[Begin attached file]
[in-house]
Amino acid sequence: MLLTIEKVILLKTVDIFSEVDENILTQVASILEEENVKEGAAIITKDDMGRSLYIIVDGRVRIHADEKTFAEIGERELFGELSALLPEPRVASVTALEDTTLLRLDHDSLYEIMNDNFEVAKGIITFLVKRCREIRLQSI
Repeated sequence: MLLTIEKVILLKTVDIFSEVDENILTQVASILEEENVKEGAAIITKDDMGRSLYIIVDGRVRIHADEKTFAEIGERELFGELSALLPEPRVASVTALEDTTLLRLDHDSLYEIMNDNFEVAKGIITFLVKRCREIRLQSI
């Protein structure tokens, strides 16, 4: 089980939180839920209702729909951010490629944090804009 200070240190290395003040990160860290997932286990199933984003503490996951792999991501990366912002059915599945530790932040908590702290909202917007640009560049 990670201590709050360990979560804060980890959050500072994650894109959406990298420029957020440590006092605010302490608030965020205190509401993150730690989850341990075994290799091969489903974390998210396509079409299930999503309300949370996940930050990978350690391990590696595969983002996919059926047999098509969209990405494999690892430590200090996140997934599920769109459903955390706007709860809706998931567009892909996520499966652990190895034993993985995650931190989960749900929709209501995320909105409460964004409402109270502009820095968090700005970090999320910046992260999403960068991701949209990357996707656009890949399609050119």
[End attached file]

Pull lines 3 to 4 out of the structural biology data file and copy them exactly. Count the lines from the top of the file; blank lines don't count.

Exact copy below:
Repeated sequence: MLLTIEKVILLKTVDIFSEVDENILTQVASILEEENVKEGAAIITKDDMGRSLYIIVDGRVRIHADEKTFAEIGERELFGELSALLPEPRVASVTALEDTTLLRLDHDSLYEIMNDNFEVAKGIITFLVKRCREIRLQSI
């Protein structure tokens, strides 16, 4: 089980939180839920209702729909951010490629944090804009 200070240190290395003040990160860290997932286990199933984003503490996951792999991501990366912002059915599945530790932040908590702290909202917007640009560049 990670201590709050360990979560804060980890959050500072994650894109959406990298420029957020440590006092605010302490608030965020205190509401993150730690989850341990075994290799091969489903974390998210396509079409299930999503309300949370996940930050990978350690391990590696595969983002996919059926047999098509969209990405494999690892430590200090996140997934599920769109459903955390706007709860809706998931567009892909996520499966652990190895034993993985995650931190989960749900929709209501995320909105409460964004409402109270502009820095968090700005970090999320910046992260999403960068991701949209990357996707656009890949399609050119």